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GoLocalProv Has a Peek into Cianci’s New Book

Monday, March 07, 2011

 

What will he say? Who will he attack? Did he ever take a bribe? For months, some have been anticipating the arrival of Buddy Cianci’s new memoir. With the book due to be released next week, GoLocalProv has the sneak peak of the top ten revelations in Politics and Pasta: How I Prosecuted Mobsters, Rebuilt a Dying City, Advised a President, Dined with Sinatra, Spent Five Years in a Federally Funded Gated Community, and Lived to Tell the Tale.

1. “Not one cent, not once.”

The former mayor cops to a number of mistakes he made over the course of his long career, but refuses to admit to ever accepting a bribe. He points to a recorded conversation in which he threatened to cut the testicles off of any man who asked one contractor for money. That recording, he says, was never played in court.

2. “Good, I’m pro-life.”

Ask any of the mayoral candidates last year how many times they were asked about their stance on same-sex marriage or abortion and they’ll cringe. Unless you’re Chris Young, these are topics candidates generally avoid because there’s no right answer and more importantly, mayors have no say in these matters. But Cianci claims he came out as pro-life in the early ‘90s in part because two opponents were pro-choice. “Beginning at that moment,” he writes. “I had always been pro-life. Why not? Was it hypocritical? I prefer to consider it political.”

3. The Raymond DeLeo Fight

So what really happened the night Buddy and Raymond DeLeo got into a fight that led to the Mayor resigning? Not what the papers claim, Cianci says. Buddy says he never attempted a push a lit cigarette in DeLeo’s eye or hit him with fireplace log. Oh, and he merely threw the ashtray in DeLeo’s general direction, not directly at him.

4. He was the Angel Taveras of the ‘70s.

Providence was a Roberts, Reynolds, Doorley city when Buddy Cianci threw his hat into the ring to run for Mayor in 1974. In Politics and Pasta, Cianci goes into great detail about what it took to convince locals that a guy with a vowel at the end of his last name could be Mayor. Who would have thought, 36 years later, a Dominican-American named Angel Taveras would be trying to convince voters that he could overthrow the Italian stronghold on the city?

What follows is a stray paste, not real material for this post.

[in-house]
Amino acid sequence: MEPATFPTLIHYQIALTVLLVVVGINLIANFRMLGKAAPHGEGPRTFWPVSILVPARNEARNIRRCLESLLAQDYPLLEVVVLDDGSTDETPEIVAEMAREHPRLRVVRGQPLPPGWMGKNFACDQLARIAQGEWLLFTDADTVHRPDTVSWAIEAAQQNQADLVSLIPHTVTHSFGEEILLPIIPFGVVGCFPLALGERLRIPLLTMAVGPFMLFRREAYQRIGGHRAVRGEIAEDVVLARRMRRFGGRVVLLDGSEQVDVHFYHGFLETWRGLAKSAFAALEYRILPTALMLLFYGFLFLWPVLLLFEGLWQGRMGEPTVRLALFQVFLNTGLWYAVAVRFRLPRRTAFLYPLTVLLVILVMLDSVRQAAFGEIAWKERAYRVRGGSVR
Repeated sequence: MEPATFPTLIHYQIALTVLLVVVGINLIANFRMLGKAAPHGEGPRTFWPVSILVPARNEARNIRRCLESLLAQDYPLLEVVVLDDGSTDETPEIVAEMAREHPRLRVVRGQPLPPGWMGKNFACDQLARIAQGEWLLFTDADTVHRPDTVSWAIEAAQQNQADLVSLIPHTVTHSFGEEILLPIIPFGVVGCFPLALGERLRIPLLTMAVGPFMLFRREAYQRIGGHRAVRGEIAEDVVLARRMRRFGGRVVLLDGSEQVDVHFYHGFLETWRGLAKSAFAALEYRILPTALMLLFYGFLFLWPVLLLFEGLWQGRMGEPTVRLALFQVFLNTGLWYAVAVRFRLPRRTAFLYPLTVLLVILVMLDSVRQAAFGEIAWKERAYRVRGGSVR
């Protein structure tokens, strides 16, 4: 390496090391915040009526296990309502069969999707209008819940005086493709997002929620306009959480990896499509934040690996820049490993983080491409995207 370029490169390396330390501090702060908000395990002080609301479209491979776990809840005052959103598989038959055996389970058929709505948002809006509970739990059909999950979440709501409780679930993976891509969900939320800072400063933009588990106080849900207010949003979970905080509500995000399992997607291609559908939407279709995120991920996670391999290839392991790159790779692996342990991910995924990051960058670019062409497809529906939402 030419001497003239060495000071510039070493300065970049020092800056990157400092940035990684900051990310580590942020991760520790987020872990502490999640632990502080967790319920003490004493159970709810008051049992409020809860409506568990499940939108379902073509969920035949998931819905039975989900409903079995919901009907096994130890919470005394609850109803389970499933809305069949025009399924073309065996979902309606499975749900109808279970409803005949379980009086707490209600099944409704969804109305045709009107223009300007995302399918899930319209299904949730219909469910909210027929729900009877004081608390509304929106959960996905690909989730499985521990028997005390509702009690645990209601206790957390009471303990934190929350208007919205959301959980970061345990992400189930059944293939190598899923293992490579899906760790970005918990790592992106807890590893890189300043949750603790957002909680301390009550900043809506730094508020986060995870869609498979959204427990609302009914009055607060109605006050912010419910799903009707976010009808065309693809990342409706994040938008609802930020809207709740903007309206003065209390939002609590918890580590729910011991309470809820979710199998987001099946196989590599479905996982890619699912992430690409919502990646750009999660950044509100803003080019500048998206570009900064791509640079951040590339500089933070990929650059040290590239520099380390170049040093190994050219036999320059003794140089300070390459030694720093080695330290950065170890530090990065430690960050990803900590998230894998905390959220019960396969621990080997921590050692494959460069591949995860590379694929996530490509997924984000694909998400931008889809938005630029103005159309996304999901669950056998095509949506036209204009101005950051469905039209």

5. “The dumbest decision I ever made in politics”

Cianci’s biggest regret in his career is that he didn’t run for Senate in 1976. He says he could have beaten John Chafee, but that Chafee came to him in tears and begged him not to run. He claims Linc’s father told him, “this is my last chance and I’ve earned it.” Cianci makes bizarre allegations about John Chafee.

6. He was the anti-corruption candidate

Unless you’re a lifelong Rhode Islander or truly infatuated with Providence politics, you probably never knew that Buddy Cianci’s 1974 mayoral campaign centered on labeling incumbent Joseph Doorley as the leader of a corrupt administration.

7. Rape or consensual sex?

While in law school, Cianci was accused of raping a woman. He was never prosecuted and claims the woman chose to go home with him and that the sex was consensual. He blames the Providence Journal for blowing the story way out a proportion.

8. He was incredibly lucky

Like so many men at the tail end of the ‘60s, Buddy Cianci was drafted and was about to head to Vietnam when he received the unfortunate news that his father passed away. While home for the funeral, a colonel asked if he’d rather be transferred to Fort Devens, Massachusetts, to be closer to his mother. Seven years later, he was elected Mayor of Providence.

9. Giving up the “squirrel” was difficult

Cianci says one of the things that truly bothered him about going to jail was having to give up his hair piece. “Not because I cared particularly what it looked like – I didn’t think it was going to affect my social life – but rather because it was symbolic of the loss of control.”

10. Who gets it the worst?

It won’t come as much of a surprise to anyone who listens to the Buddy Cianci Show, but former mayor Cianci probably hits Governor Lincoln Chafee, Congressman David Cicilline and Police Chief Dean Esserman the hardest of all of his enemies in the book. Running a close second is probably the Providence Journal

 

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